Around Halloween time, a few patrons came to the library wanting to read novels of 'classic horror.' I recommended what I could, but the past few weeks have really left me thinking... what is 'classic horror' ?
Firstly, I have to define 'classic horror' ... is it horror that contains classical elements? Or is it simply horror that is well-known and well-written? If it must contain classical elements, then I get to throw out a bunch of things... namely sexy vampires and werewolves, zombies, and extraterrestrials.... which leaves us with elements like ghosts, satanic (or in some minds violent pagan) rituals, demons, and possessions.
The immediate authors that come to mind are...
Edgar Allen Poe's Tales of Mystery and the Imagination
H. P. Lovecraft's The Dunwich Horror and The Call of Cthulhu
Matthew Gregory Lewis's The Monk
Arthur Machen's The White People
William Blatty's The Exorcist
... but there are many who are likely to argue that medical horror would have classical elements so that means I need to include...
Robert Louis Stevenson's The Strange Tale of Dr. Jekyll and Mr. Hyde
Mary Shelley's Frankenstein
H.G. Wells's The Island of Dr. Moreau
... but some would argue that these aren't traditional horror. These are truly borderline science-fiction / horror novels. So, I feel obligated to say they are sci-horror but not classic horror.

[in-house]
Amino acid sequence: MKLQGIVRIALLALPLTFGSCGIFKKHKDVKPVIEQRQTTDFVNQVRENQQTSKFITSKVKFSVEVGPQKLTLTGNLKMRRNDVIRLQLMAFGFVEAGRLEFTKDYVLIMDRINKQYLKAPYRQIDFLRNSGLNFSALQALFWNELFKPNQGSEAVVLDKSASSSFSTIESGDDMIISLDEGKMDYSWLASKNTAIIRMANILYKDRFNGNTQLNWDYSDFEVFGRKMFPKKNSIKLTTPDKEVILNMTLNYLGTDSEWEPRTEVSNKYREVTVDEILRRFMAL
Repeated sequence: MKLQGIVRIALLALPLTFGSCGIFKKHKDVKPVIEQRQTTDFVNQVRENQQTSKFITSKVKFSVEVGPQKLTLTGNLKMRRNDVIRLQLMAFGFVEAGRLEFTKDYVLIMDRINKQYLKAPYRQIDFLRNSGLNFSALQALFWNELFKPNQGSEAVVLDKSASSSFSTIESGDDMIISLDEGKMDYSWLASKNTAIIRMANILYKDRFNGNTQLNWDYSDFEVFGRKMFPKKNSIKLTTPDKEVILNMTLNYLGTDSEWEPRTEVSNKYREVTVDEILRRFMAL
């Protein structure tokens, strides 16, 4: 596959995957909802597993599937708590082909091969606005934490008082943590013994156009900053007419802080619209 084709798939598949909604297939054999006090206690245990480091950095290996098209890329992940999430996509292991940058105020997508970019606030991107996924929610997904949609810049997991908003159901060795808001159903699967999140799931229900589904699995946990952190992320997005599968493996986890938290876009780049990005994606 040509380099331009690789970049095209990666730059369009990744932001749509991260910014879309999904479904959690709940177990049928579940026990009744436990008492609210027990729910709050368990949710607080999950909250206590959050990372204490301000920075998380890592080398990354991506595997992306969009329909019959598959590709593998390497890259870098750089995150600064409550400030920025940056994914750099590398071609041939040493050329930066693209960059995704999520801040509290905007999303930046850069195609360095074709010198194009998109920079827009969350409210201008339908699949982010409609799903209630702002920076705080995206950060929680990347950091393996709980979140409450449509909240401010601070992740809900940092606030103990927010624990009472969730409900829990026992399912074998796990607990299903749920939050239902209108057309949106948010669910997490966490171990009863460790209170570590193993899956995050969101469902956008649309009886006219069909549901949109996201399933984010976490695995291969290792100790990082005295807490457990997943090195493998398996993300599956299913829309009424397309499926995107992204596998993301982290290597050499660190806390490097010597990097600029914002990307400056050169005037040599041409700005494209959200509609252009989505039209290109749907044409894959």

And what about novels like Bram Stoker's Dracula ? - there's a little too much of a love/drama element keeping it from being truly terrifying, even if it is Vlad the Impaler we are talking about. In order to be horror in the classical style, it needs to be horrific throughout.
And novels like Anne Rice's Interview with the Vampire or Stephen King's The Shining or Cujo.... they aren't written classically. Granted, they have a cult status and if they persevere long enough, I'm sure they will make it into the canon of classic literature.
Splatterpunk novels like Richard Matheson's Hell House and Clive Barker's Books of Blood fall into the same category that Anne Rice and Stephen King's novels do.
I'm sure that there are a dozen of other great 'classic' or 'cult classic' novels and authors that I have overlooked. Therefore, I encourage a conversation : what would you classify as a 'classic' horror novel and why?